CANADIAN MILITIA

 

CANADIAN MILITIA
19TH CENTURY

 

Despite the stability and peace on prevailing in Canada for the rest of the nineteenth century, the military dimension is never absent . This is evident in the Crown to negotiate treaties with the indigenous peoples of the West. They are encouraged to stop all fighting with Europeans or other Aboriginal nations and live in peace. Important fact , many indigenous groups fear that a treaty does not require them to fight for the Crown. Crown negotiator , Alexander Morris, ensures the Saulteaux in the negotiation of the Treaty 3 (also known as the Treaty of the Northwest corner ) in 1873 that "the English never lead the Indians to the outside the country to fight alongside them . " Similarly, at Fort Pitt in 1876 , Cree receive the following assurance : "You ask not to be forced to fight in war . I trust that there will be no war , but should there be one, I think the Queen would leave you out . I'm sure she would not ask her Indian children to fight for it , unless they want to. " These verbal assurances will be important during the conscription crises of two world wars in the twentieth century. At the time, these examples show that the military, although latent capacity of indigenous warriors remain relevant for both Aboriginal and the State .

However, neither the government nor the Canadian Imperial government formally defined role or structure for indigenous peoples in preparing the defense of Canada in the nineteenth century. In 1855 , the old sedentary militia unpaid fell into disuse and the Government of Canadas ( the Act of Union in 1840 brought together the Upper and Lower Canada became Canada East and Canada West) considers it necessary to adopt a new militia Act which preserves the principle of unpaid universal military service which may be used in an emergency , but also creates a new active or volunteer militia , 5000 strong men equipped by the government and paid 10 days per year for training. Faced with the threat of American expansionism , the Canadian government does not take long to double the authorized . Yet apart from a few local examples of small-scale indigenous militia , there is no Canadian equivalent to units of scouts or Aboriginal separate regular units that found in the United States. This is partly due to conflicts that are rare in the West , so that the need for such forces is smaller.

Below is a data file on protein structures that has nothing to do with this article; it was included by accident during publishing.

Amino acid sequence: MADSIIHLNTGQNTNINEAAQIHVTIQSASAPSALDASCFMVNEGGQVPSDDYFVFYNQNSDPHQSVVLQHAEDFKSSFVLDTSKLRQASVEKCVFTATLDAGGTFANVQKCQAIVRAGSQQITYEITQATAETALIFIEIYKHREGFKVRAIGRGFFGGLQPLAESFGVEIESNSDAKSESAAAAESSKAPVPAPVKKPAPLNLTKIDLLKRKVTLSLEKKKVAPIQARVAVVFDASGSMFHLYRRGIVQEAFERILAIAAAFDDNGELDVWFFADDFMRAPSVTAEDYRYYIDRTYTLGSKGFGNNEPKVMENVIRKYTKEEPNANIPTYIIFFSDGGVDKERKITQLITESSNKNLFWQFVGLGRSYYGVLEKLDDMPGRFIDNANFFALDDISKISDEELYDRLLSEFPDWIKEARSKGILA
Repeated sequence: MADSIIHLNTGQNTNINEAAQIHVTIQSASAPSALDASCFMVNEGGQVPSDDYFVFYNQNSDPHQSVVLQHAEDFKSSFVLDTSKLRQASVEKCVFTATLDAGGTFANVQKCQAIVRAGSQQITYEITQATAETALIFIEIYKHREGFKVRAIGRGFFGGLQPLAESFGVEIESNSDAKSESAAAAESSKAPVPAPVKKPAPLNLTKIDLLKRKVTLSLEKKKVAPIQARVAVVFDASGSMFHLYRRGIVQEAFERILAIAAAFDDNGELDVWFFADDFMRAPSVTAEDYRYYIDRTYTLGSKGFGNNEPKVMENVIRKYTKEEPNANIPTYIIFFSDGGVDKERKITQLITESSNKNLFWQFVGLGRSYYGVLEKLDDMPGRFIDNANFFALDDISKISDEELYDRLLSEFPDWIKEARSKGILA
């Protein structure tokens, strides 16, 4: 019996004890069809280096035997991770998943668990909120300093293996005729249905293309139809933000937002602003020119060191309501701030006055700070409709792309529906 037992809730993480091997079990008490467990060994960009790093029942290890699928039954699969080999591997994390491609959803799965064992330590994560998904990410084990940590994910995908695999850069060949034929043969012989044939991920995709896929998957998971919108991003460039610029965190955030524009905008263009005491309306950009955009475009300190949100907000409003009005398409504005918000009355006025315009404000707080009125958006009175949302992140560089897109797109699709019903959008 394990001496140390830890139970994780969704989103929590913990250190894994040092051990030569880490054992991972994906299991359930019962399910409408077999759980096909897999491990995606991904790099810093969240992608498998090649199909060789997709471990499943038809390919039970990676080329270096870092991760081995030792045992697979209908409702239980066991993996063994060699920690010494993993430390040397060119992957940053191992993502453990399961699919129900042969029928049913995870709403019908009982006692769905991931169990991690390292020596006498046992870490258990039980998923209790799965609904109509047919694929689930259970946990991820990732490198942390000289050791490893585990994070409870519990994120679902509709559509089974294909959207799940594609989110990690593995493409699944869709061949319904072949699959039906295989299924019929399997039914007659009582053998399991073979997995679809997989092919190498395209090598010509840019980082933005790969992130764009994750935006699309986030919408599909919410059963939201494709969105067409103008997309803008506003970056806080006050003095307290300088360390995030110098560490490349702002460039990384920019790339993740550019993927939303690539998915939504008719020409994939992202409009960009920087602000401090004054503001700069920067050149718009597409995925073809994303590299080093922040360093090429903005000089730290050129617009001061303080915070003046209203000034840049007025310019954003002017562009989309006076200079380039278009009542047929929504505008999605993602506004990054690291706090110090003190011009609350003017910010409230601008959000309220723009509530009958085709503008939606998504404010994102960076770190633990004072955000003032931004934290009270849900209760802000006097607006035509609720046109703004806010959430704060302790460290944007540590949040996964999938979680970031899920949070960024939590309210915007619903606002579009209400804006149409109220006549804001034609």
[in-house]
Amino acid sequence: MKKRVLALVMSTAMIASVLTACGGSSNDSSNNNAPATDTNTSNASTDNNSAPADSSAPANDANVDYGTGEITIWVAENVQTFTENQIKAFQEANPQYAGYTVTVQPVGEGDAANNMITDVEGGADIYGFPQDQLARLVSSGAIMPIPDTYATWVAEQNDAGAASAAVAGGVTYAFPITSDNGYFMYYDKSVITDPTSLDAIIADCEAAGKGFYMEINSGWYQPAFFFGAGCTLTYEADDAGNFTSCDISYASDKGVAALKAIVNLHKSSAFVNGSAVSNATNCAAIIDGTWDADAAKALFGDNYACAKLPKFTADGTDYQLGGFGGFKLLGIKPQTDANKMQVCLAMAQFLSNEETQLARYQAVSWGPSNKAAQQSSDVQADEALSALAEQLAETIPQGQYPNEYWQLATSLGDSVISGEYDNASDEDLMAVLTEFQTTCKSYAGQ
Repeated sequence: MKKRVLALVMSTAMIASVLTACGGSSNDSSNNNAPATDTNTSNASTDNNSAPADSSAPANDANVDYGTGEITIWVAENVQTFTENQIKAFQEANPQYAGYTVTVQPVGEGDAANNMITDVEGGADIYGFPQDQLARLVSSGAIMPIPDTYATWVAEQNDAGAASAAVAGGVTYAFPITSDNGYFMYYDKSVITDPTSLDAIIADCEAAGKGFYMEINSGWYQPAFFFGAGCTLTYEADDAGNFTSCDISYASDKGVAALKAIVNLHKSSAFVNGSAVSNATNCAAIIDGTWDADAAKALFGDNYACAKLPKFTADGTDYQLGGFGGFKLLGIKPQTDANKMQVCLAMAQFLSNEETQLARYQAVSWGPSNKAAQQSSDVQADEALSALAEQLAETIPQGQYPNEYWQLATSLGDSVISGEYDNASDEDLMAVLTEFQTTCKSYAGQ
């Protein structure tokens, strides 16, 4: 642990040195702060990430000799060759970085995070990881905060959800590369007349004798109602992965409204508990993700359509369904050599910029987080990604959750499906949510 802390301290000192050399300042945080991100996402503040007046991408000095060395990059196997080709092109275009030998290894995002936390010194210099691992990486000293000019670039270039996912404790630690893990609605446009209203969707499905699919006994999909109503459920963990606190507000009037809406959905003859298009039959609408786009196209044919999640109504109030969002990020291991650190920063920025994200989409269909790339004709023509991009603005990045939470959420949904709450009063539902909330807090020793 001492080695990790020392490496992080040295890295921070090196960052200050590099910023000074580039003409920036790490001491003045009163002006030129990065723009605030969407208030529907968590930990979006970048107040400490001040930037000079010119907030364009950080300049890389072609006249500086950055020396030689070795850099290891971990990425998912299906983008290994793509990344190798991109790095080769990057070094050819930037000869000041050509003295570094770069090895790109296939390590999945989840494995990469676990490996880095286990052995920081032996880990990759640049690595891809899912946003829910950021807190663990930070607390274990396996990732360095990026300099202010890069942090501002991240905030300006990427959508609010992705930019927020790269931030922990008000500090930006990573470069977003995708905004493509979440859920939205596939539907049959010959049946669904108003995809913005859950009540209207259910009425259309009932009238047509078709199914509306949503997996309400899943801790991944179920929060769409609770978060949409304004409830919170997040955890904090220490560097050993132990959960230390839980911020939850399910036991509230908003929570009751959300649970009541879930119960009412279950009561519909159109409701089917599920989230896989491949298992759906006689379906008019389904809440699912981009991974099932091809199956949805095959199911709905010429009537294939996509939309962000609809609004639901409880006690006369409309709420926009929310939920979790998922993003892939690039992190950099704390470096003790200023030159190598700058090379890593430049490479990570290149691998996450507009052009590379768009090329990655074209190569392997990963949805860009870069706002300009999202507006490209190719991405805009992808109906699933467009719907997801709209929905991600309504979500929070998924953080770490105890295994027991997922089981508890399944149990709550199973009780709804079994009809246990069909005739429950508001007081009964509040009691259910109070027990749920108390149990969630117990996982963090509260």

The limited role of indigenous warriors in the militia also due to the structure and role of the organization in Canadian society of the Victorian era . After the reorganization and expansion of the Active Militia , serving in the militia is becoming more fashionable and belonging to the new units will soon not be a status symbol . Become a sort of men's clubs , units compete with each other in shooting competitions and drill . Men are often expected they donated their pay to their unit , which is used to purchase trophies and decorations or to arrange mess dinners . In 1862, the Maritime colonies followed suit , " so that we soon see 18,000 militiamen scroll happily in their free time in cities and towns throughout the British North America." The key words here are " Cities and Towns ". There are few rural units and there are of course companies in different villages , but most are the size of a battalion and are found in the population centers , where it is easier to raise a large number of men. This elitist urban organization tends to marginalize the participation of Aboriginal people, whose communities are primarily rural . It also shows that there is less appeal , unlike before, tribal or national contingents of Aboriginal people as unskilled fighters.

 

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